Tbilisi’s Infectious Diseases Hospital has suspended inpatient care for patients with COVID-19 and HIV due to the conditions in the building.
The hospital’s director, Tengiz Tsertsvadze, confirmed to the Public Broadcaster that this would be the case from 20 August for an undetermined period, because there was an ‘absence of the vital conditions’ in the facility.
The state-owned Infectious Diseases Hospital and its director have been on the frontline of the fight against the COVID-19 pandemic in Georgia.
Tsertsvadze said the clinic had been asking for funds to renovate the hospital for years, and that the Ministry of Health had evaluated and confirmed the hospital’s situation twice this year, the latest time on 22 June.
He said that around ₾300,000 ($97,000) was needed to cover the hospital’s immediate needs.
‘It’s important that the mandatory ventilation and oxygen systems work properly at least. A computer tomography system that we bought a year and a half ago is spoiling in storage; it’s necessary to prepare a room for it.’
Tsertsvadze said that in February, the Ministry of Health sued the hospital for the lack of a mandatory ventilation system — which he referred to as a ‘joke of a case’.
Standoff between the hospital and ministry
According to Tsertsvadze, there are two ways the government could finance the necessary work. They could allow the hospital to spend some of the profits they make, which would need to be signed off on by the ministries of finance and economics, or the Health Ministry could allocate funds from their Rehabilitation and Equipment programme.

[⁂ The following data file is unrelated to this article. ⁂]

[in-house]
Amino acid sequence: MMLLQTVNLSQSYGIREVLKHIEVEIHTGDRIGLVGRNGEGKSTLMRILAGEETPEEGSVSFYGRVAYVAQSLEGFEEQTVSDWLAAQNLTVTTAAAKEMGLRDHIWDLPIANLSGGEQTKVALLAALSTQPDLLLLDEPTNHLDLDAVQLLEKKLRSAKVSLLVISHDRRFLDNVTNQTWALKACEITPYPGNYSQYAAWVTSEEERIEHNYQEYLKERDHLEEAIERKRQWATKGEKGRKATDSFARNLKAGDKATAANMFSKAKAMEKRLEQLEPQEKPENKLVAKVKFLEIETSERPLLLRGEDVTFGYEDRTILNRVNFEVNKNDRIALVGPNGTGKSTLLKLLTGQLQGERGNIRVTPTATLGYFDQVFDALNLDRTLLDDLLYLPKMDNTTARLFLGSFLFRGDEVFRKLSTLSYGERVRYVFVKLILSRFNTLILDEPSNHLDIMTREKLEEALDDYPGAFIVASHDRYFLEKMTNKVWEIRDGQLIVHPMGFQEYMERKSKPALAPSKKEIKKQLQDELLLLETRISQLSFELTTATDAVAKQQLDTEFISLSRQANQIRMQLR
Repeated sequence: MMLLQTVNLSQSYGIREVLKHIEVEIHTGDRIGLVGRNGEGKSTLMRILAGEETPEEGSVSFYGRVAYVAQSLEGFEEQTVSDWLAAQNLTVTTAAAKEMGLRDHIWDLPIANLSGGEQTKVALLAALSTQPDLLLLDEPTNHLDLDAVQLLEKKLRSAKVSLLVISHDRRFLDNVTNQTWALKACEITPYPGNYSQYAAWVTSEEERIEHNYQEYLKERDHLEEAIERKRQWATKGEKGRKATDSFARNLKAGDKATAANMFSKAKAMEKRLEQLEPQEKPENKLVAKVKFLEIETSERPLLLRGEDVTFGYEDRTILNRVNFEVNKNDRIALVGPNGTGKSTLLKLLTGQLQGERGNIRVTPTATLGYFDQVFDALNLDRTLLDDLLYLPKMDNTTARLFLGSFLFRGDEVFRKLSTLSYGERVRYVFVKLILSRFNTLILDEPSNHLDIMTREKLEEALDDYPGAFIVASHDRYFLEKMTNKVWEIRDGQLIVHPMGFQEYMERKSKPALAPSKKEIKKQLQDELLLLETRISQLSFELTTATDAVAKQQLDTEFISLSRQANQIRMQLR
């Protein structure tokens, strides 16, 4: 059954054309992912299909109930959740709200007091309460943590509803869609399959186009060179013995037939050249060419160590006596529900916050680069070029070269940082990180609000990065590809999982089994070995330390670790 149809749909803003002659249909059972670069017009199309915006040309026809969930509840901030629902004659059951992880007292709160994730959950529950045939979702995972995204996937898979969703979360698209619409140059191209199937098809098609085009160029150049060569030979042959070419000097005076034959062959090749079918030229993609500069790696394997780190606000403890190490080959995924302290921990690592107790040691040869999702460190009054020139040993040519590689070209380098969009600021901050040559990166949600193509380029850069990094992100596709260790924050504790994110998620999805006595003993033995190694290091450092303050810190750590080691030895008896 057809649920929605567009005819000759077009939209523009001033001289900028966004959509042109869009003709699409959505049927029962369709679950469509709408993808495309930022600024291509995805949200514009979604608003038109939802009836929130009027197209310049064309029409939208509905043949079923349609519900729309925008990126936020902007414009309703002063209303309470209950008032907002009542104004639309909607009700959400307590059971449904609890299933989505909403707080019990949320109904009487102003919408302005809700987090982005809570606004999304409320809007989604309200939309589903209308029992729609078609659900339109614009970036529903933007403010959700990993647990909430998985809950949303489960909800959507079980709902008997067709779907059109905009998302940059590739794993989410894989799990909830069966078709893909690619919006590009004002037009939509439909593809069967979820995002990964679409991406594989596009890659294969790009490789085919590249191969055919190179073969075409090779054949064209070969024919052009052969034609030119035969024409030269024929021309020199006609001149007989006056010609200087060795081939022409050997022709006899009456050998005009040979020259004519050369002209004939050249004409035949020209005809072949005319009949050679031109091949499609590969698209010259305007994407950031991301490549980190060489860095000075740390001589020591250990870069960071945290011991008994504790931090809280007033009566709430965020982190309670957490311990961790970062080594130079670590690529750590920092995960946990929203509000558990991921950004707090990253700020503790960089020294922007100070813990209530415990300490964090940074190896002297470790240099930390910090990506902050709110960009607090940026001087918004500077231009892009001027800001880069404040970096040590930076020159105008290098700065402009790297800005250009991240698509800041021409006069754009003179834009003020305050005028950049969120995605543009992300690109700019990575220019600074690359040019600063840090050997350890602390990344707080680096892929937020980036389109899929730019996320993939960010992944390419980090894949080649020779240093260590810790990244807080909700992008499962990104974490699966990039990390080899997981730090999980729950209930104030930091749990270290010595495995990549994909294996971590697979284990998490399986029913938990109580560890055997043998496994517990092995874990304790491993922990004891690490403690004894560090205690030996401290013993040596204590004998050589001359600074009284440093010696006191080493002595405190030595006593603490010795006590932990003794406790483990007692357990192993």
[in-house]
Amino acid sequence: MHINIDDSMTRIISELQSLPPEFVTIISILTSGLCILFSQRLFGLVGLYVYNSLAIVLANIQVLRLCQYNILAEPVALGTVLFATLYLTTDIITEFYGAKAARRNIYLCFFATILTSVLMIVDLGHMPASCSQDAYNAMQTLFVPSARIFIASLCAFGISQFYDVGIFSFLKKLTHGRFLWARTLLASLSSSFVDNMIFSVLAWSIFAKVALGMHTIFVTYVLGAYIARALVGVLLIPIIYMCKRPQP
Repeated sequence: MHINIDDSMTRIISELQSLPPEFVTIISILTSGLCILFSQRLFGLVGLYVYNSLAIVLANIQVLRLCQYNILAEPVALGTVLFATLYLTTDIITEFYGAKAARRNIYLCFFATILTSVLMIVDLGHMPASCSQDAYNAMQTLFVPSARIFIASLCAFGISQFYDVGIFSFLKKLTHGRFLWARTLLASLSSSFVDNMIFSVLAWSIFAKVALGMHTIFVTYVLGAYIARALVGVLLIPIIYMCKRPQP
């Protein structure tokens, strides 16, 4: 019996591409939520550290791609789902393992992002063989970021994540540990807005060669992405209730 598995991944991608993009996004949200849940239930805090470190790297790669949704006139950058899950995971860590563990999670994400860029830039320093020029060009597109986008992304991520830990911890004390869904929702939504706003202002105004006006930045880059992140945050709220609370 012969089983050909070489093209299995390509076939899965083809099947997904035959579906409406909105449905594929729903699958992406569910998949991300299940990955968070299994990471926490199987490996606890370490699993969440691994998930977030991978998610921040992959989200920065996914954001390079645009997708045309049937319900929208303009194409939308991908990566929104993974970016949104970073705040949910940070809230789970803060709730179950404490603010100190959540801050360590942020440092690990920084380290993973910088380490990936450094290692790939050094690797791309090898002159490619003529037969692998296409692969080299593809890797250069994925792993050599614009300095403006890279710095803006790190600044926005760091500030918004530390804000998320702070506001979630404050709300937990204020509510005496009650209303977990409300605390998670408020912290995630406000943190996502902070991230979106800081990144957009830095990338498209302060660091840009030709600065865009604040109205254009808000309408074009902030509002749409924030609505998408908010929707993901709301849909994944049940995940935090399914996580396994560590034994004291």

The Infectious Diseases Hospital is not included in the year’s budget for the Rehabilitation and Equipment programme.
At a press briefing on 20 August, Health Minister Ekaterine Tikaradze said that the government was prepared to allow the hospital to spend its profits; however, Tsertsvadze has said he has not been informed of any agreement to do so.
‘We have been addressing the Ministry of Health almost daily for the last two months, and we never received an answer,’ he said.
Tikaradze said that the ministry was well aware of the state of the Infectious Diseases Hospital and said that Prime Minister Giorgi Gakharia had already announced in July that the Ministry of Health had purchased a new building for the hospital worth $40 million.
She also claimed that a ‘certain group’ was working with World Bank Aid to start work on the hospital immediately. She promised the ministry would study the reason behind Tsertsvadze’s statement.
Tikaradze insisted there was ‘no risk’ for COVID-19 and HIV patients, as any clinic that wanted to stop treatment must inform the Social Service Agency two months in advance, which the Infectious Diseases Hospital had not done.
She said that if a clinic did so without warning, it would receive a fine equivalent of 10% of the previous year’s income.
Tsertsvadze responded by calling any possible fining of the hospital ‘a blasphemy’, adding that the hospital bore no responsibility for the situation.
Tbilisi’s Infectious Diseases Hospital is currently situated in a building owned by Aversi Pharma, a Georgian pharmaceutical company that runs its own clinics.
Tsertsvadze has previously accused Aversi Pharma of standing in the way of the hospital performing refurbishment work.
Aversi confirmed they had refused, stating that the Infectious Diseases Hospital had not paid rent for two years and was illegally occupying the building.
In a letter sent in October 2019, Aversi asked the Infectious Diseases Hospital to vacate a section of the building in exchange for their rent for 2021.